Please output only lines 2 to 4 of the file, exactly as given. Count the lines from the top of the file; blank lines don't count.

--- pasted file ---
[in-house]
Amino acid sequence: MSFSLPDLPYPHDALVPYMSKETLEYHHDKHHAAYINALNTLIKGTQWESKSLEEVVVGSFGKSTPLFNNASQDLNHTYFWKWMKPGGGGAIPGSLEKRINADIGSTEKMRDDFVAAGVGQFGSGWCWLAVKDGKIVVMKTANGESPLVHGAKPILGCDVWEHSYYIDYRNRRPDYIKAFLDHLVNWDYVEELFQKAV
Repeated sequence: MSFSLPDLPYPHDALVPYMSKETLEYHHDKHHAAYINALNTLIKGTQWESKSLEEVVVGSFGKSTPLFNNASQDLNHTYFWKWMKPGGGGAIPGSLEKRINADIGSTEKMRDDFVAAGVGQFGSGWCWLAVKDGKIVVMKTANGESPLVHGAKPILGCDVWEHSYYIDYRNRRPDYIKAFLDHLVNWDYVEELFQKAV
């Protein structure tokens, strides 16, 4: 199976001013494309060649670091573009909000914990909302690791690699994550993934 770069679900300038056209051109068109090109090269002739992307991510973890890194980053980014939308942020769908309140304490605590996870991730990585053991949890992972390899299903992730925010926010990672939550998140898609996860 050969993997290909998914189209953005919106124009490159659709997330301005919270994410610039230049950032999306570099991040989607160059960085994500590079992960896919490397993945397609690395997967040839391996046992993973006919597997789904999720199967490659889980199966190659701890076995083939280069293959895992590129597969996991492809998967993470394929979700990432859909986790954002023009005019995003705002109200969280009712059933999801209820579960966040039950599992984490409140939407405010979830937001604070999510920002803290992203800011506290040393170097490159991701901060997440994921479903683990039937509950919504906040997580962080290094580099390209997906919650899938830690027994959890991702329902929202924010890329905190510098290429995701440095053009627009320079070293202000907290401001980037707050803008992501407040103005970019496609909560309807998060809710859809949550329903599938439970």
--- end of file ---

Amino acid sequence: MSFSLPDLPYPHDALVPYMSKETLEYHHDKHHAAYINALNTLIKGTQWESKSLEEVVVGSFGKSTPLFNNASQDLNHTYFWKWMKPGGGGAIPGSLEKRINADIGSTEKMRDDFVAAGVGQFGSGWCWLAVKDGKIVVMKTANGESPLVHGAKPILGCDVWEHSYYIDYRNRRPDYIKAFLDHLVNWDYVEELFQKAV
Repeated sequence: MSFSLPDLPYPHDALVPYMSKETLEYHHDKHHAAYINALNTLIKGTQWESKSLEEVVVGSFGKSTPLFNNASQDLNHTYFWKWMKPGGGGAIPGSLEKRINADIGSTEKMRDDFVAAGVGQFGSGWCWLAVKDGKIVVMKTANGESPLVHGAKPILGCDVWEHSYYIDYRNRRPDYIKAFLDHLVNWDYVEELFQKAV
């Protein structure tokens, strides 16, 4: 199976001013494309060649670091573009909000914990909302690791690699994550993934 770069679900300038056209051109068109090109090269002739992307991510973890890194980053980014939308942020769908309140304490605590996870991730990585053991949890992972390899299903992730925010926010990672939550998140898609996860 050969993997290909998914189209953005919106124009490159659709997330301005919270994410610039230049950032999306570099991040989607160059960085994500590079992960896919490397993945397609690395997967040839391996046992993973006919597997789904999720199967490659889980199966190659701890076995083939280069293959895992590129597969996991492809998967993470394929979700990432859909986790954002023009005019995003705002109200969280009712059933999801209820579960966040039950599992984490409140939407405010979830937001604070999510920002803290992203800011506290040393170097490159991701901060997440994921479903683990039937509950919504906040997580962080290094580099390209997906919650899938830690027994959890991702329902929202924010890329905190510098290429995701440095053009627009320079070293202000907290401001980037707050803008992501407040103005970019496609909560309807998060809710859809949550329903599938439970």